Humbert Humbert loves little girls, the so-called nymphets, those girls who seduce adults through their behavior through their true nature, that is not human, but demoniac.In fact the book was successful because for the first time it has
t has delineated he figure of nymphet.
When Humbert Humbert meets Lolita, a lovely nymphet of twelve years, he immediately falls in love with her.
She seduces him since the first moment he sees her and after her mother’s death, he starts a long travel through America with the girl.
From this instant, Humbert Humbert lives an important love story during which loves her madly: he adores her, he watches her spasmodically, while Lolita thinks to other things.
Lolita is a pungent,lovable, smart and naïve girl, but also one of the most female enigmatic character of the literature.
When someone else takes Lolita away from Humbert Humbert, he cannot stand it and he wants to revenge this bad action.
He is clearly a pedophile, even if he has a great respect for the common girls, for their purity and their vulnerability and in absolutely no case, he would have attacked the innocence of a girl, if there would have been the risk of a scandal.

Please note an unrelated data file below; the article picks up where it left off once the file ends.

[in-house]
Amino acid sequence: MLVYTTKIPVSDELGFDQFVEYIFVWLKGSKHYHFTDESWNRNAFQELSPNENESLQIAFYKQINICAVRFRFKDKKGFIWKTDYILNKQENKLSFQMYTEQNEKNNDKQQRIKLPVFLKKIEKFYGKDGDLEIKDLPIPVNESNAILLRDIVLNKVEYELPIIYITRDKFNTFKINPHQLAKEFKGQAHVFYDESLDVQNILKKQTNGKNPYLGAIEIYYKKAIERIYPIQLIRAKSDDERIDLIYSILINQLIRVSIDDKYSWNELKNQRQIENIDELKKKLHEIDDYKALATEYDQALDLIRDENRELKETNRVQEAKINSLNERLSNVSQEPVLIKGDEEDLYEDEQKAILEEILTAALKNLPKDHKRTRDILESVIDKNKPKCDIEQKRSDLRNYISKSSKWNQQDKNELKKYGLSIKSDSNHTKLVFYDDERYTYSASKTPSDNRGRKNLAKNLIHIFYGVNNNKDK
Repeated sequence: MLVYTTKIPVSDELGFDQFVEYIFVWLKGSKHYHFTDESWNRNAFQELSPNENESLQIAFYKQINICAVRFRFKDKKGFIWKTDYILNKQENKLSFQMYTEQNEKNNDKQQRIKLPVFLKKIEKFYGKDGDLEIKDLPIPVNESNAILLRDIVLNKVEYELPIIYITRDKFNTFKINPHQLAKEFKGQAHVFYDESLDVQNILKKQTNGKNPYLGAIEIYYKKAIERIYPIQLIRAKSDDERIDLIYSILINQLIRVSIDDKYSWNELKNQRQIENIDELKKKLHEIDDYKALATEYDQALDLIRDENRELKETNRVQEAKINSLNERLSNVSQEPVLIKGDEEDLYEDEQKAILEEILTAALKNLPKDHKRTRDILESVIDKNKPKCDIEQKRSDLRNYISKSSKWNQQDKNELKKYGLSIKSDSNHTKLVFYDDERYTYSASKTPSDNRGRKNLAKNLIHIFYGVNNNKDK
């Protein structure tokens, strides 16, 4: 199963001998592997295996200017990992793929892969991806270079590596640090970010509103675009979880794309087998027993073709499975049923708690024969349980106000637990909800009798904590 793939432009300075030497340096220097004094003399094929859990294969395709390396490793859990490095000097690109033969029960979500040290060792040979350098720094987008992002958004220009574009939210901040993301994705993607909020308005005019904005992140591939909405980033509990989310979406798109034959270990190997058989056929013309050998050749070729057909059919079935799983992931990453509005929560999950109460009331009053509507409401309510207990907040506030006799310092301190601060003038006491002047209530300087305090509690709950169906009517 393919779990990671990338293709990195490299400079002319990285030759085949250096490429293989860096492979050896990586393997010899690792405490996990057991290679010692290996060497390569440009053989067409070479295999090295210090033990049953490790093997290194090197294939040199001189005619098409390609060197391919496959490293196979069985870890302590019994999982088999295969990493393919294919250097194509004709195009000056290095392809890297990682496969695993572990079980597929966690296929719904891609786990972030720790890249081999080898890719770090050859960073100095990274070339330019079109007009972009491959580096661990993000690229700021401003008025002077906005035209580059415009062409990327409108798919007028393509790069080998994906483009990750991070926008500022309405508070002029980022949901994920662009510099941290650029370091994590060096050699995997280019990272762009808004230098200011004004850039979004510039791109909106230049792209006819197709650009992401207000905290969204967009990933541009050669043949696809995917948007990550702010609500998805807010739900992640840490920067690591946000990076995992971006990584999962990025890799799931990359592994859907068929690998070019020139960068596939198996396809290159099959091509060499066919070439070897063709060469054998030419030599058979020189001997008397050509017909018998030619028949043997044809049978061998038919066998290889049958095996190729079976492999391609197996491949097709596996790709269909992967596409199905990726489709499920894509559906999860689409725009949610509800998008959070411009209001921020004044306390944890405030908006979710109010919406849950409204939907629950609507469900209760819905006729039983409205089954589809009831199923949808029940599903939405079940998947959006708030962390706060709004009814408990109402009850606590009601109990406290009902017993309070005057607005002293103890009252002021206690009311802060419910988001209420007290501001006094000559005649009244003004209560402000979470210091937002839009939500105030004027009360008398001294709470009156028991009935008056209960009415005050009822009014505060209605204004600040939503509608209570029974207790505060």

He knows he loves Lolita more than anything he has ever seen or imagined on earth, he loves that pale and contaminated girl, who is pregnant of another man.
That grey eyed girl , with her sooty eyebrows.
He does not think he has deprived Lolita of her innocence and of her childhood, because according to him the moral sense is considered by mortal people the price to pay to the sense of beauty.
He decides to ignore the fact that for her, he was not a lover, or a charming man, or a big friend, and not even a person.
He says he is a monster, but he loves her and he does not consider himself a criminal sexual psychopath taking indecent liberties with a child.
And what is most singular is that she, this Lolita, his Lolita, has individualized the writer’s ancient lust, so that above and over everything there is Lolita.
What drives him insane is the twofold nature of this nymphet of every nymphet, perhaps; this mixture in her Lolita of tender dreamy childishness and a kind of eerie vulgarity, stemming from the snub-nosed cuteness of
ads and magazine pictures, from the blurry pinkness of adolescent maidservants in the Old Country (smelling of crushed daisies and sweat); and from very young harlots disguised as children in provincial brothels; and then again, all this gets mixed up with the exquisite stainless tenderness seeping through the musk and the mud, through the dirt and the death.